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Neurosci Lett. 2014 Jul 25;576:73-8. doi: 10.1016/j.neulet.2014.05.044. Epub 2014 May 29.

Widespread neuron-specific transgene expression in brain and spinal cord following synapsin promoter-driven AAV9 neonatal intracerebroventricular injection.

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Neuroregeneration Institute, McLean Hospital/Harvard Medical School, Belmont, MA, USA.
Neuroregeneration Institute, McLean Hospital/Harvard Medical School, Belmont, MA, USA. Electronic address:


Adeno-associated viral (AAV) gene transfer holds great promise for treating a wide-range of neurodegenerative disorders. The AAV9 serotype crosses the blood-brain barrier and shows enhanced transduction efficiency compared to other serotypes, thus offering advantageous targeting when global transgene expression is required. Neonatal intravenous or intracerebroventricular (i.c.v.) delivery of recombinant AAV9 (rAAV9) have recently proven effective for modeling and treating several rodent models of neurodegenerative disease, however, the technique is associated with variable cellular tropism, making tailored gene transfer a challenge. In the current study, we employ the human synapsin 1 (hSYN1) gene promoter to drive neuron-specific expression of green fluorescent protein (GFP) after neonatal i.c.v. injection of rAAV9 in mice. We observed widespread GFP expression in neurons throughout the brain, spinal cord, and peripheral nerves and ganglia at 6 weeks-of-age. Region-specific quantification of GFP expression showed high neuronal transduction rates in substantia nigra pars reticulata (43.9±5.4%), motor cortex (43.5±3.3%), hippocampus (43.1±2.7%), cerebellum (29.6±2.3%), cervical spinal cord (24.9±3.9%), and ventromedial striatum (16.9±4.3%), among others. We found that 14.6±2.2% of neuromuscular junctions innervating the gastrocnemius muscle displayed GFP immunoreactivity. GFP expression was identified in several neuronal sub-types, including nigral tyrosine hydroxylase (TH)-positive dopaminergic cells, striatal dopamine- and cAMP-regulated neuronal phosphoprotein (DARPP-32)-positive neurons, and choline acetyltransferase (ChAT)-positive motor neurons. These results build on contemporary gene transfer techniques, demonstrating that the hSYN1 promoter can be used with rAAV9 to drive robust neuron-specific transgene expression throughout the nervous system.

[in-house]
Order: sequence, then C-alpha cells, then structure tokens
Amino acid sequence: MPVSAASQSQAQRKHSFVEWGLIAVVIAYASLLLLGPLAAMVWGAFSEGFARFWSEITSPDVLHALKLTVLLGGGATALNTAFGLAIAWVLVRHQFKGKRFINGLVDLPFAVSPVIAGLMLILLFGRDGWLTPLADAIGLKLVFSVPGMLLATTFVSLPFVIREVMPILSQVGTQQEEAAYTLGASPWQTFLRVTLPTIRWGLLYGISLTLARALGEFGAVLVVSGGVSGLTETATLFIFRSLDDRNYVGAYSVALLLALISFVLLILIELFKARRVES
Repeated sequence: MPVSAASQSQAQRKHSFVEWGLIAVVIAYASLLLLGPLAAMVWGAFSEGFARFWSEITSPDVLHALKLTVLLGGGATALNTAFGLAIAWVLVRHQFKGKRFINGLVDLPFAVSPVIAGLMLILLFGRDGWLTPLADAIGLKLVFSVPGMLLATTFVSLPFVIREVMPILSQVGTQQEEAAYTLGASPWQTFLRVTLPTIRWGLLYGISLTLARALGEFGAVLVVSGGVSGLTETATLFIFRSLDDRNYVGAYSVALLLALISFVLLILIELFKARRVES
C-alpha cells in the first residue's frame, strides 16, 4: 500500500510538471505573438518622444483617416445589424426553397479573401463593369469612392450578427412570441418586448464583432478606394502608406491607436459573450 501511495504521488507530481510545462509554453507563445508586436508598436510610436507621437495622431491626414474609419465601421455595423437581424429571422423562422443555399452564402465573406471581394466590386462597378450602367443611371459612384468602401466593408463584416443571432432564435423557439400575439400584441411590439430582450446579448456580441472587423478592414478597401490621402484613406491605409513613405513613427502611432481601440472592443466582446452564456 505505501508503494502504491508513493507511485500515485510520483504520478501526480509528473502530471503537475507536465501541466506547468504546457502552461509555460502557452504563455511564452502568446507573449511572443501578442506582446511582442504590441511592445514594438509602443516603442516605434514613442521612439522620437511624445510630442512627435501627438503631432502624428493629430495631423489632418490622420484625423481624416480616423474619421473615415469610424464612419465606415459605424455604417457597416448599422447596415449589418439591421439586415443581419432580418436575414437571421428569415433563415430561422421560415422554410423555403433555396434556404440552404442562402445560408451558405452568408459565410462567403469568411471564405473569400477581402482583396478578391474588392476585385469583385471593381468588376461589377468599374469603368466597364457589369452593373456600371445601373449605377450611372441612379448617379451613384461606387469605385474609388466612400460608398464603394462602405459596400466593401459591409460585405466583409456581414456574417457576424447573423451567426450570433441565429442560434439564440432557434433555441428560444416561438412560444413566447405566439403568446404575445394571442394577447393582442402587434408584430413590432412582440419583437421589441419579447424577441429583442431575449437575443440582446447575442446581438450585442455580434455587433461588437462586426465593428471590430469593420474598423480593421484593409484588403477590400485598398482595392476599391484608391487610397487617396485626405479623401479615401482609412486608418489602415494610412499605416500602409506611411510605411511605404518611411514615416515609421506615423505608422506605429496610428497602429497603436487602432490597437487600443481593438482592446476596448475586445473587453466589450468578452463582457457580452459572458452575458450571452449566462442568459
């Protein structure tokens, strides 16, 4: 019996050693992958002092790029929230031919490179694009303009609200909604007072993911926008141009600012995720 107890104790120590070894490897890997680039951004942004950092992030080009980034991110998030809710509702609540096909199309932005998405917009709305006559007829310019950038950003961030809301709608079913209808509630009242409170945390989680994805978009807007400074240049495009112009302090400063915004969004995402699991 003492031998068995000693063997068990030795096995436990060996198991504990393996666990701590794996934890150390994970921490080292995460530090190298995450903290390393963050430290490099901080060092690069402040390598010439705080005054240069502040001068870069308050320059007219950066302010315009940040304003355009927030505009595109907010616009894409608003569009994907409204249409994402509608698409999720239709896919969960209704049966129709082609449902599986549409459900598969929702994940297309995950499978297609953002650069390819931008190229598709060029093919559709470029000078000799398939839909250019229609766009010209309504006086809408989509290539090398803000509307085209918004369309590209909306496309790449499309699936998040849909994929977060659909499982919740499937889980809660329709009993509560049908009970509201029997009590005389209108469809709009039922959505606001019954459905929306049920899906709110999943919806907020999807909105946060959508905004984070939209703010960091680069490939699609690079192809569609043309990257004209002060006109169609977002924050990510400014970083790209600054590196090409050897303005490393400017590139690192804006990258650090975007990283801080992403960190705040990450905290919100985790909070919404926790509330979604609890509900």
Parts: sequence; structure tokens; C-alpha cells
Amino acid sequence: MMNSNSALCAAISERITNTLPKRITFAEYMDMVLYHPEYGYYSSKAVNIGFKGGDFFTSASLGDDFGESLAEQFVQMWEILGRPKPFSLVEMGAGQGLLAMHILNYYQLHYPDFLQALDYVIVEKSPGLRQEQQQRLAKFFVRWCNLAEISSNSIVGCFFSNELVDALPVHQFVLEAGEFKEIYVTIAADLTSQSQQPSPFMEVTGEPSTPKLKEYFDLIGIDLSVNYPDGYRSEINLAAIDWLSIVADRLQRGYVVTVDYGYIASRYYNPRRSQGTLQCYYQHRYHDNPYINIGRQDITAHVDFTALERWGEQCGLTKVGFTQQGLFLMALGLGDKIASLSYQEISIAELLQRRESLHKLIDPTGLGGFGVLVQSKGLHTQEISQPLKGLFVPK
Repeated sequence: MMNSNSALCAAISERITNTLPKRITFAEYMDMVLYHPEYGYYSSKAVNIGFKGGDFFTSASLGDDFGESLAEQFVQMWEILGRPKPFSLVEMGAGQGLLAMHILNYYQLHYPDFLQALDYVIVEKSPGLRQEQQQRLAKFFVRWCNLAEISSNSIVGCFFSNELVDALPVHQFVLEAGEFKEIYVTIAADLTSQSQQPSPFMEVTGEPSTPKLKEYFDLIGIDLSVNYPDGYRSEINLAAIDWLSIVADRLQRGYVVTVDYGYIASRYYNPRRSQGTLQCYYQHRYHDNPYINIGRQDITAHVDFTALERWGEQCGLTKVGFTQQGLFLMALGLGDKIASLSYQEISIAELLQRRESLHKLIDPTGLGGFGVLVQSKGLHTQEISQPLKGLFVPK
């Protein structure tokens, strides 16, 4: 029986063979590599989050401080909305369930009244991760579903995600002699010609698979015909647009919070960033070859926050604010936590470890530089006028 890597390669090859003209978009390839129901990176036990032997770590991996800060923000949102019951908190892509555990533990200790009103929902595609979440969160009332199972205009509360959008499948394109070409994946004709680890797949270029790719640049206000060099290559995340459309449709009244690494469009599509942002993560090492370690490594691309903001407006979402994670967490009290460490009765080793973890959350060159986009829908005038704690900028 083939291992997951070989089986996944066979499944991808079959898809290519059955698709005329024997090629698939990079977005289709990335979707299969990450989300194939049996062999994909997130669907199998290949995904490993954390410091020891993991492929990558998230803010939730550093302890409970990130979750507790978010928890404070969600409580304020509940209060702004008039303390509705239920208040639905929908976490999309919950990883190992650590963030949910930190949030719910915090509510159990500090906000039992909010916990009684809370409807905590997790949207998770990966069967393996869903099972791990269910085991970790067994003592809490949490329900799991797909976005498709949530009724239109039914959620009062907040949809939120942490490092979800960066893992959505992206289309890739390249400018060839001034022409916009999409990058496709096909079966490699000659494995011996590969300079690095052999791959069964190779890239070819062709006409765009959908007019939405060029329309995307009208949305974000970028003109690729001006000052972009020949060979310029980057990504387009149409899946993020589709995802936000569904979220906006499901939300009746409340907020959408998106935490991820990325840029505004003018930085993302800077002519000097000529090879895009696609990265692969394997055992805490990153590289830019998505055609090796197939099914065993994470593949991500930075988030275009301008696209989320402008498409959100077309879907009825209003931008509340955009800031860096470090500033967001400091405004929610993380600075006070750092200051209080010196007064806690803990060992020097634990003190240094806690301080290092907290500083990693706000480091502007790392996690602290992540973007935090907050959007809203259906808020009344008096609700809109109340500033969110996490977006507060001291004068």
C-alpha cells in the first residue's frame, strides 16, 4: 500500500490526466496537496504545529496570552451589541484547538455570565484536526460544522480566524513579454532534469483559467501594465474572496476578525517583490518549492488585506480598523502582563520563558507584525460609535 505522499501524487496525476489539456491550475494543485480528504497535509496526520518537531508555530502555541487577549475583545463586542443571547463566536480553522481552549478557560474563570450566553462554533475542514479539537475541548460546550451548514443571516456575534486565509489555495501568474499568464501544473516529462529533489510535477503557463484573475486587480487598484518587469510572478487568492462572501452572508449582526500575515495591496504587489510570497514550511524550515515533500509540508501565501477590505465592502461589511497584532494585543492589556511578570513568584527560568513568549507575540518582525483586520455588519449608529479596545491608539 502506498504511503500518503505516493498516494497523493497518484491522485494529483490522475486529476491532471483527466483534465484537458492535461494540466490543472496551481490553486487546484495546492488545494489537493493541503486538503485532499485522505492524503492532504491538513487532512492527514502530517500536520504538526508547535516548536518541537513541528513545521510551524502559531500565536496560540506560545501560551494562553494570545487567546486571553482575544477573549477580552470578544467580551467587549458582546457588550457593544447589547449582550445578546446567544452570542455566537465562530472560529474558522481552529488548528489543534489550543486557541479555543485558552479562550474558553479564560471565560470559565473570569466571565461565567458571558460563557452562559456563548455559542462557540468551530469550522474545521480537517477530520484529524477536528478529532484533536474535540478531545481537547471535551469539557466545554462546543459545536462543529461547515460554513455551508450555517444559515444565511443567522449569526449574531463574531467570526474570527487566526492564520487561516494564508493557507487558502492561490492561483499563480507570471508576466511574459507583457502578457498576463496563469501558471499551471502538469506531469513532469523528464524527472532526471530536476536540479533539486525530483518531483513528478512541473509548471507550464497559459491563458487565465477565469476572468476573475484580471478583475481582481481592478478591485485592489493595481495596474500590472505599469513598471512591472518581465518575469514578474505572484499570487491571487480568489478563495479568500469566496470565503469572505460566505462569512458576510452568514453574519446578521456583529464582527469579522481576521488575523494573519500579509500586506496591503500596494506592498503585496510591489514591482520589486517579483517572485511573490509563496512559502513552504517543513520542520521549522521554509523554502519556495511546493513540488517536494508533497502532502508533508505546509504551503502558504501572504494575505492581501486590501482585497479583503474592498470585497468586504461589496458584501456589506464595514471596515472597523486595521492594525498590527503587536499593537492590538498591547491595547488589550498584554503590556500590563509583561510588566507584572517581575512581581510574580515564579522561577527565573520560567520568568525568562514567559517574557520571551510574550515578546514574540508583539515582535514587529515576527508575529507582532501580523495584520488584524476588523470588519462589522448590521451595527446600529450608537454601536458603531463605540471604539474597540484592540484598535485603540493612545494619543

AAV9; ALS; Alzheimer's disease; Gene delivery; Neurodegeneration; Parkinson's disease

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